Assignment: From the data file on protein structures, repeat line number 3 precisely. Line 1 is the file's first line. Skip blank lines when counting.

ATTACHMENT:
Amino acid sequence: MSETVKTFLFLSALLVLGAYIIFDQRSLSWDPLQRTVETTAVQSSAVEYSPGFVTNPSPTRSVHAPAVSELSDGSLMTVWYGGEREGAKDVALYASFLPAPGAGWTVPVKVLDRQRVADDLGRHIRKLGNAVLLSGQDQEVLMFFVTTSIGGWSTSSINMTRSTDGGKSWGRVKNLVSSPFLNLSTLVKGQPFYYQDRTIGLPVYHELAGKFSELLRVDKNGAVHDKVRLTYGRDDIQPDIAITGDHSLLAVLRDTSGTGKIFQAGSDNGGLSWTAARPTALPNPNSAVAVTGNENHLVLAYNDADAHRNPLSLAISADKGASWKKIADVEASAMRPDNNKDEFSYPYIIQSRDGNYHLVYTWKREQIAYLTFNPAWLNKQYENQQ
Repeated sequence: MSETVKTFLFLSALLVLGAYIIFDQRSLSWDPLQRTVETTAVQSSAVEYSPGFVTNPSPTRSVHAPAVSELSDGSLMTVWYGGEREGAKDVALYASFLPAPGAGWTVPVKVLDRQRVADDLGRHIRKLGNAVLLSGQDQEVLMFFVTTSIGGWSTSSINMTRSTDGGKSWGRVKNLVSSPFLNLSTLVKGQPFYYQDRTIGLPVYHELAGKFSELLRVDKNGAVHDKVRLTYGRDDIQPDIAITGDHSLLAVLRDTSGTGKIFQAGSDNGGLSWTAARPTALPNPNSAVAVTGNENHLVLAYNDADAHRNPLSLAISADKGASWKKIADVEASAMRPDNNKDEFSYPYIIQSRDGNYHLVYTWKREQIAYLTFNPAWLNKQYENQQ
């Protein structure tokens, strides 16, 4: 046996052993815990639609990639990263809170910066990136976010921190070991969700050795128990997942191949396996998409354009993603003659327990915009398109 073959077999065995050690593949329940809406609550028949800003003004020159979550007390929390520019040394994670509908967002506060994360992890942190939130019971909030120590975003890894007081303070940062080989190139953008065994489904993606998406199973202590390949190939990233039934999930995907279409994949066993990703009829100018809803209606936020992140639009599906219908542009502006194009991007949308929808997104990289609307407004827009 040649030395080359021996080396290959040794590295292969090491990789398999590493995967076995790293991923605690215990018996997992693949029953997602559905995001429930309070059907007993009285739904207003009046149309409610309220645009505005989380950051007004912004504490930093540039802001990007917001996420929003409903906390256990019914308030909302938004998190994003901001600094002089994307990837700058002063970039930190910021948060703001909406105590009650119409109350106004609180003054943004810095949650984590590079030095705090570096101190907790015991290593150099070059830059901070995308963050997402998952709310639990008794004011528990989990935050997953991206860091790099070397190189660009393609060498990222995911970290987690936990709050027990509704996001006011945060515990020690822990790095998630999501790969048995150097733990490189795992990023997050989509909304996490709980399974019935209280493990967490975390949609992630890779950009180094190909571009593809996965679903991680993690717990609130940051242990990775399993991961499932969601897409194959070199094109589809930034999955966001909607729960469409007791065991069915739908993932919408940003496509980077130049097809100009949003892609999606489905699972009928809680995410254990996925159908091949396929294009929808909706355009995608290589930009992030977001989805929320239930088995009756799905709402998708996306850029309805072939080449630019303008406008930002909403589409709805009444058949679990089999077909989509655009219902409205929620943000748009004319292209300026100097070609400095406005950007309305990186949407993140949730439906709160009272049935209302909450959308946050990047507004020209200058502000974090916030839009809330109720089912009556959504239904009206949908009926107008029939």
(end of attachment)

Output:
């Protein structure tokens, strides 16, 4: 046996052993815990639609990639990263809170910066990136976010921190070991969700050795128990997942191949396996998409354009993603003659327990915009398109 073959077999065995050690593949329940809406609550028949800003003004020159979550007390929390520019040394994670509908967002506060994360992890942190939130019971909030120590975003890894007081303070940062080989190139953008065994489904993606998406199973202590390949190939990233039934999930995907279409994949066993990703009829100018809803209606936020992140639009599906219908542009502006194009991007949308929808997104990289609307407004827009 040649030395080359021996080396290959040794590295292969090491990789398999590493995967076995790293991923605690215990018996997992693949029953997602559905995001429930309070059907007993009285739904207003009046149309409610309220645009505005989380950051007004912004504490930093540039802001990007917001996420929003409903906390256990019914308030909302938004998190994003901001600094002089994307990837700058002063970039930190910021948060703001909406105590009650119409109350106004609180003054943004810095949650984590590079030095705090570096101190907790015991290593150099070059830059901070995308963050997402998952709310639990008794004011528990989990935050997953991206860091790099070397190189660009393609060498990222995911970290987690936990709050027990509704996001006011945060515990020690822990790095998630999501790969048995150097733990490189795992990023997050989509909304996490709980399974019935209280493990967490975390949609992630890779950009180094190909571009593809996965679903991680993690717990609130940051242990990775399993991961499932969601897409194959070199094109589809930034999955966001909607729960469409007791065991069915739908993932919408940003496509980077130049097809100009949003892609999606489905699972009928809680995410254990996925159908091949396929294009929808909706355009995608290589930009992030977001989805929320239930088995009756799905709402998708996306850029309805072939080449630019303008406008930002909403589409709805009444058949679990089999077909989509655009219902409205929620943000748009004319292209300026100097070609400095406005950007309305990186949407993140949730439906709160009272049935209302909450959308946050990047507004020209200058502000974090916030839009809330109720089912009556959504239904009206949908009926107008029939």